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Dietary fiber and fiber-rich food intake in relation to risk of stroke in male smokers.

Abstract

BACKGROUND/OBJECTIVES

There is convincing evidence that a high dietary fiber intake may lower the risk of coronary heart disease. However, the role of fiber in the prevention of stroke is unclear. We examined the associations of dietary fiber and fiber-rich food intake with risk of stroke within the Alpha-tocopherol, Beta-carotene Cancer Prevention Study.

SUBJECTS/METHODS

Between 1985 and 1988, 26,556 Finnish male smokers aged 50-69 years, who had no history of stroke, completed a dietary questionnaire. During a mean follow-up of 13.6 years, 2702 cerebral infarctions, 383 intracerebral hemorrhages and 196 subarachnoid hemorrhages were ascertained.

RESULTS

After adjustment for cardiovascular risk factors and folate and magnesium intakes, there was no significant association between intake of total fiber, water-soluble fiber, water-insoluble fiber, or fiber derived from fruit or cereal sources and risk of any stroke subtype. Vegetable fiber intake, as well as the consumption of fruit, vegetables and cereals, was inversely associated with the risk of cerebral infarction; the multivariate relative risks for the highest quintile of intake as compared with the lowest were 0.86 (95% confidence interval (CI): 0.76-0.99) for vegetable fiber, 0.82 (95% CI: 0.73-0.93) for fruit, 0.75 (95% CI: 0.66-0.85) for vegetables and 0.87 (95% CI: 0.74-1.03) for cereals. Vegetable consumption was inversely associated with risk of subarachnoid hemorrhage (relative risk for highest versus lowest quintile: 0.62; 95% CI: 0.40-0.98), and cereal consumption was inversely associated with risk of intracerebral hemorrhage (relative risk: 0.64; 95% CI: 0.41-1.01).

CONCLUSIONS

These findings suggest a beneficial effect of the consumption of fruits, vegetables and cereals on stroke risk.

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  • Authors+Show Affiliations

    ,

    Division of Nutritional Epidemiology, National Institute of Environmental Medicine, Karolinska Institutet, Stockholm, Sweden. susanna.larsson@ki.se

    , , , ,

    Source

    MeSH

    Cerebral Hemorrhage
    Cerebral Infarction
    Diet
    Dietary Fiber
    Edible Grain
    Finland
    Fruit
    Humans
    Male
    Middle Aged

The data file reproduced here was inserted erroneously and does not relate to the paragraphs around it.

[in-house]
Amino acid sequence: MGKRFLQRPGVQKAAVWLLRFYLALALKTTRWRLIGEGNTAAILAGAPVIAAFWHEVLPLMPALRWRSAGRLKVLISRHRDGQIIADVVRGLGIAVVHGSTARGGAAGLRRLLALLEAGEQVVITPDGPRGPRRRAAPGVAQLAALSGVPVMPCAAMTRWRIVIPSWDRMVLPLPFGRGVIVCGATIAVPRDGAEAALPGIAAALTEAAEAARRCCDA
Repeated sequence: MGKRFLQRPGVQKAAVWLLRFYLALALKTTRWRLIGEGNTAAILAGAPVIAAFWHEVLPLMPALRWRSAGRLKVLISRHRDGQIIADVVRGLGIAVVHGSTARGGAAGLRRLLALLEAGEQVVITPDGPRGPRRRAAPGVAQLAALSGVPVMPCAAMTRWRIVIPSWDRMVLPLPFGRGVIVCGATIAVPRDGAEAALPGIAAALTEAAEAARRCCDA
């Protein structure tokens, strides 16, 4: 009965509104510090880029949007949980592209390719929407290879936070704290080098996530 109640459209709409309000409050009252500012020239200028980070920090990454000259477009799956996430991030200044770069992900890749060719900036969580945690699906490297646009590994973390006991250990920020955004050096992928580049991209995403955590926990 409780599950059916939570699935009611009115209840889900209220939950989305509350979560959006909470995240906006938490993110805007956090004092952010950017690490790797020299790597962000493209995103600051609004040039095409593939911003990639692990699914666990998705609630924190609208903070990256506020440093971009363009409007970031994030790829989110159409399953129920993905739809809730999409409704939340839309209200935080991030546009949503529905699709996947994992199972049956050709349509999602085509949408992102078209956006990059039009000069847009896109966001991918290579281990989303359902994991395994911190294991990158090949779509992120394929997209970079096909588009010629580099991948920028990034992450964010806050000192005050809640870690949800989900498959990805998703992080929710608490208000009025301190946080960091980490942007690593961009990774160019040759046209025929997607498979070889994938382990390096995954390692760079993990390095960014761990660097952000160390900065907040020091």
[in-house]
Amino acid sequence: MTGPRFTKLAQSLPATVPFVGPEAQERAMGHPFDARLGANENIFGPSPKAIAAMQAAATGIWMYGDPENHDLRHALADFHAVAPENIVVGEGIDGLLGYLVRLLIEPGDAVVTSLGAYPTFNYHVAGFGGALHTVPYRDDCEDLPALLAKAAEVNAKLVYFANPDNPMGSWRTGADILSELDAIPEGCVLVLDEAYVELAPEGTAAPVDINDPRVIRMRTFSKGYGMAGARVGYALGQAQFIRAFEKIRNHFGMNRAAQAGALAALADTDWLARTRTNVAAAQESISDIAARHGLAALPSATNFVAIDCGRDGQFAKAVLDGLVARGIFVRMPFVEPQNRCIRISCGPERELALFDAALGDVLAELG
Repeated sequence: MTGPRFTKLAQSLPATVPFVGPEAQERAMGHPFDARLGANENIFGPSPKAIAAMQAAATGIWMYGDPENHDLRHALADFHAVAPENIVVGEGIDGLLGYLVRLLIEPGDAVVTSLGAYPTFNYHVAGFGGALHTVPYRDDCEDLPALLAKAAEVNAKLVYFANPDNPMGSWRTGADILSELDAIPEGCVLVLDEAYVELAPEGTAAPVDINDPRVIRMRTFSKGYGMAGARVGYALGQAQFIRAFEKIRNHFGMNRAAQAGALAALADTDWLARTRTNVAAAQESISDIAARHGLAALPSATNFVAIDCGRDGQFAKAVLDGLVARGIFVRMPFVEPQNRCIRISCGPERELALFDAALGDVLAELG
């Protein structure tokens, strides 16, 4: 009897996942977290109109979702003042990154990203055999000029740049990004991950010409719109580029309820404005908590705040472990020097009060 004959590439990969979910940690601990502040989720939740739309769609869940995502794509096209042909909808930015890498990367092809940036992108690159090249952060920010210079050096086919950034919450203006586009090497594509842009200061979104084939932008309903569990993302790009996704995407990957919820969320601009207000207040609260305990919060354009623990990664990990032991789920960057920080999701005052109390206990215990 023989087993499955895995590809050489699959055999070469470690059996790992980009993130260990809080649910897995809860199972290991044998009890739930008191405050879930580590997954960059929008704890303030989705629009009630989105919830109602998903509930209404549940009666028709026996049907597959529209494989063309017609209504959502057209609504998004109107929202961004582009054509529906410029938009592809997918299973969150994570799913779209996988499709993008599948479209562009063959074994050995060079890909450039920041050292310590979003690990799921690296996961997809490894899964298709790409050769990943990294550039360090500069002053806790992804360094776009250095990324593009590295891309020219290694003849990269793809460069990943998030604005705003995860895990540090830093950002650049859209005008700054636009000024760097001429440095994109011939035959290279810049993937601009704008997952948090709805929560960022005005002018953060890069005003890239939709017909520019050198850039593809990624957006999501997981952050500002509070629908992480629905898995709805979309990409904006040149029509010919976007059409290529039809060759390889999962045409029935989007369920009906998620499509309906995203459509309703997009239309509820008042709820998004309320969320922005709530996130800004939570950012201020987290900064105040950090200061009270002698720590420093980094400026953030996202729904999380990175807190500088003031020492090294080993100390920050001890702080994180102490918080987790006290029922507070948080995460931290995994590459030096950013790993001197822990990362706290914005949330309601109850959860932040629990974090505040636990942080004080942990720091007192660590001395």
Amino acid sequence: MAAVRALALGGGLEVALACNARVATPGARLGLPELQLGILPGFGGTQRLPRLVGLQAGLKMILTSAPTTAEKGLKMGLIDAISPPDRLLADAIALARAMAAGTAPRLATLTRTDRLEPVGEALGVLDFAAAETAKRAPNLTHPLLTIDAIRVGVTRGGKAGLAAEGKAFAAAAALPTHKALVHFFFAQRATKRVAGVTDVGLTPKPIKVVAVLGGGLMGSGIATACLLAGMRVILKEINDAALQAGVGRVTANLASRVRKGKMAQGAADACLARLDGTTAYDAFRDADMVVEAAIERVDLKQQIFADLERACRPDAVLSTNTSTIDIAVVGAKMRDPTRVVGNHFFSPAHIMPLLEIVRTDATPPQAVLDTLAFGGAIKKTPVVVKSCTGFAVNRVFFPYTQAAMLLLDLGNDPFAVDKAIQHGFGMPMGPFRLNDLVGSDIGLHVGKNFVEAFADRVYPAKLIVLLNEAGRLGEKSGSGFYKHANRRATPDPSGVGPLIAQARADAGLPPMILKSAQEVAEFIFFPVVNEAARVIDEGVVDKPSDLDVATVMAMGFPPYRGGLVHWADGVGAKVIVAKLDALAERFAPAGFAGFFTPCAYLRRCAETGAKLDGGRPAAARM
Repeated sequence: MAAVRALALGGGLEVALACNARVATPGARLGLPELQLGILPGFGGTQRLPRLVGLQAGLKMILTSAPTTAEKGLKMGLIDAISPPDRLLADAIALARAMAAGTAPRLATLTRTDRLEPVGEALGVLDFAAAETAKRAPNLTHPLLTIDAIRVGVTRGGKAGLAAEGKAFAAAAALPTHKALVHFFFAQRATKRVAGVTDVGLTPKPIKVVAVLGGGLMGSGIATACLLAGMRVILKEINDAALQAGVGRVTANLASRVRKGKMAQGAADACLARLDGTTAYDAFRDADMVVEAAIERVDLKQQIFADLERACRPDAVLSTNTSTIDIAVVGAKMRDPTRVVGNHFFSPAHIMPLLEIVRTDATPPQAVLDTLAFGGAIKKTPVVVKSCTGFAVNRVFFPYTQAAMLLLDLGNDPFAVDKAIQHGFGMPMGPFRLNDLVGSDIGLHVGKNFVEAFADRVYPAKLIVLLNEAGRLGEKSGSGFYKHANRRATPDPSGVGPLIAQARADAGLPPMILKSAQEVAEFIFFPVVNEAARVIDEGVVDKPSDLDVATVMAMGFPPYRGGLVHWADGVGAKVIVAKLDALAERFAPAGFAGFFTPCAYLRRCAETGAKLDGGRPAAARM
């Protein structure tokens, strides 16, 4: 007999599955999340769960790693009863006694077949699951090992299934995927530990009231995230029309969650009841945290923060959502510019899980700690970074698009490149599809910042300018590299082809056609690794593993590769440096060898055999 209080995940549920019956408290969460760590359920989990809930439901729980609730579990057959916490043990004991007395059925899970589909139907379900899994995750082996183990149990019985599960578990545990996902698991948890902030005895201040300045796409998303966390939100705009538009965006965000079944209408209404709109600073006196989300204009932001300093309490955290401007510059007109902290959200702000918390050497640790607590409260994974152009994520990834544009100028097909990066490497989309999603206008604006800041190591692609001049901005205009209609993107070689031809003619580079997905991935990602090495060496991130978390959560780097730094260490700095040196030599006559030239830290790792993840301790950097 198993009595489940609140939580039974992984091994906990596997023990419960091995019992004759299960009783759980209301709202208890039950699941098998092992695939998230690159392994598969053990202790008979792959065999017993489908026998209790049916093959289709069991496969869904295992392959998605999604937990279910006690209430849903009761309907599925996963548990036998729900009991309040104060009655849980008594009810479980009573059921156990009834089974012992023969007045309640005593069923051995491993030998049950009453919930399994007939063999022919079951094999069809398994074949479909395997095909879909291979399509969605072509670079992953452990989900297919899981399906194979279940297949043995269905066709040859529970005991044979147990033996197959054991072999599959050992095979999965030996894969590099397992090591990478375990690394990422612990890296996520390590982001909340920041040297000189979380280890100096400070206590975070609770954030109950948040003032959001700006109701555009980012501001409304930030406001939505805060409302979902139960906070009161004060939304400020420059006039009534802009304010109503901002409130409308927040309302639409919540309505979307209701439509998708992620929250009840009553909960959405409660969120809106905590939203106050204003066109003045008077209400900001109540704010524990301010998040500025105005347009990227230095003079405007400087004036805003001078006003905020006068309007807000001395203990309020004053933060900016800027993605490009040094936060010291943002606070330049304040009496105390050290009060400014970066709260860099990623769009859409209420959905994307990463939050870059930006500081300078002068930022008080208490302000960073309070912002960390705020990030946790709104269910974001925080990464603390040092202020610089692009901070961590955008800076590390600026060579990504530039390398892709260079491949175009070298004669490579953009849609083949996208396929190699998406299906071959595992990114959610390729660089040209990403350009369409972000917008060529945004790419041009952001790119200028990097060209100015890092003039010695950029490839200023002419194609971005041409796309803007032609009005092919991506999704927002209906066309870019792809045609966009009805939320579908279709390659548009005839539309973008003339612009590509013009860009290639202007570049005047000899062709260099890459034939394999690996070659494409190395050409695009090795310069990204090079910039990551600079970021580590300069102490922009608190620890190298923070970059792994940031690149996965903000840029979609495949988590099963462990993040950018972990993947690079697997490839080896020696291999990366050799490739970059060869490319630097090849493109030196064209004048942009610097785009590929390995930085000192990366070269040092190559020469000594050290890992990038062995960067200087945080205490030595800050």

Risk Factors
    Smoking
    Stroke
    Subarachnoid Hemorrhage
    Vegetables

    Pub Type(s)

    Journal Article
    Research Support, N.I.H., Extramural
    Research Support, Non-U.S. Gov't

    Language

    eng

    PubMed ID

    19319150

    Citation

    Larsson, S C., et al. "Dietary Fiber and Fiber-rich Food Intake in Relation to Risk of Stroke in Male Smokers." European Journal of Clinical Nutrition, vol. 63, no. 8, 2009, pp. 1016-24.
    Larsson SC, Männistö S, Virtanen MJ, et al. Dietary fiber and fiber-rich food intake in relation to risk of stroke in male smokers. Eur J Clin Nutr. 2009;63(8):1016-24.
    Larsson, S. C., Männistö, S., Virtanen, M. J., Kontto, J., Albanes, D., & Virtamo, J. (2009). Dietary fiber and fiber-rich food intake in relation to risk of stroke in male smokers. European Journal of Clinical Nutrition, 63(8), pp. 1016-24. doi:10.1038/ejcn.2009.16.
    Larsson SC, et al. Dietary Fiber and Fiber-rich Food Intake in Relation to Risk of Stroke in Male Smokers. Eur J Clin Nutr. 2009;63(8):1016-24. PubMed PMID: 19319150.
    * Article titles in AMA citation format should be in sentence-case
    TY - JOUR T1 - Dietary fiber and fiber-rich food intake in relation to risk of stroke in male smokers. AU - Larsson,S C, AU - Männistö,S, AU - Virtanen,M J, AU - Kontto,J, AU - Albanes,D, AU - Virtamo,J, Y1 - 2009/03/25/ PY - 2009/3/26/entrez PY - 2009/3/26/pubmed PY - 2009/10/16/medline SP - 1016 EP - 24 JF - European journal of clinical nutrition JO - Eur J Clin Nutr VL - 63 IS - 8 N2 - BACKGROUND/OBJECTIVES: There is convincing evidence that a high dietary fiber intake may lower the risk of coronary heart disease. However, the role of fiber in the prevention of stroke is unclear. We examined the associations of dietary fiber and fiber-rich food intake with risk of stroke within the Alpha-tocopherol, Beta-carotene Cancer Prevention Study. SUBJECTS/METHODS: Between 1985 and 1988, 26,556 Finnish male smokers aged 50-69 years, who had no history of stroke, completed a dietary questionnaire. During a mean follow-up of 13.6 years, 2702 cerebral infarctions, 383 intracerebral hemorrhages and 196 subarachnoid hemorrhages were ascertained. RESULTS: After adjustment for cardiovascular risk factors and folate and magnesium intakes, there was no significant association between intake of total fiber, water-soluble fiber, water-insoluble fiber, or fiber derived from fruit or cereal sources and risk of any stroke subtype. Vegetable fiber intake, as well as the consumption of fruit, vegetables and cereals, was inversely associated with the risk of cerebral infarction; the multivariate relative risks for the highest quintile of intake as compared with the lowest were 0.86 (95% confidence interval (CI): 0.76-0.99) for vegetable fiber, 0.82 (95% CI: 0.73-0.93) for fruit, 0.75 (95% CI: 0.66-0.85) for vegetables and 0.87 (95% CI: 0.74-1.03) for cereals. Vegetable consumption was inversely associated with risk of subarachnoid hemorrhage (relative risk for highest versus lowest quintile: 0.62; 95% CI: 0.40-0.98), and cereal consumption was inversely associated with risk of intracerebral hemorrhage (relative risk: 0.64; 95% CI: 0.41-1.01). CONCLUSIONS: These findings suggest a beneficial effect of the consumption of fruits, vegetables and cereals on stroke risk. SN - 1476-5640 UR - https://www.unboundmedicine.com/medline/citation/19319150/Dietary_fiber_and_fiber_rich_food_intake_in_relation_to_risk_of_stroke_in_male_smokers_ L2 - http://dx.doi.org/10.1038/ejcn.2009.16 DB - PRIME DP - Unbound Medicine ER -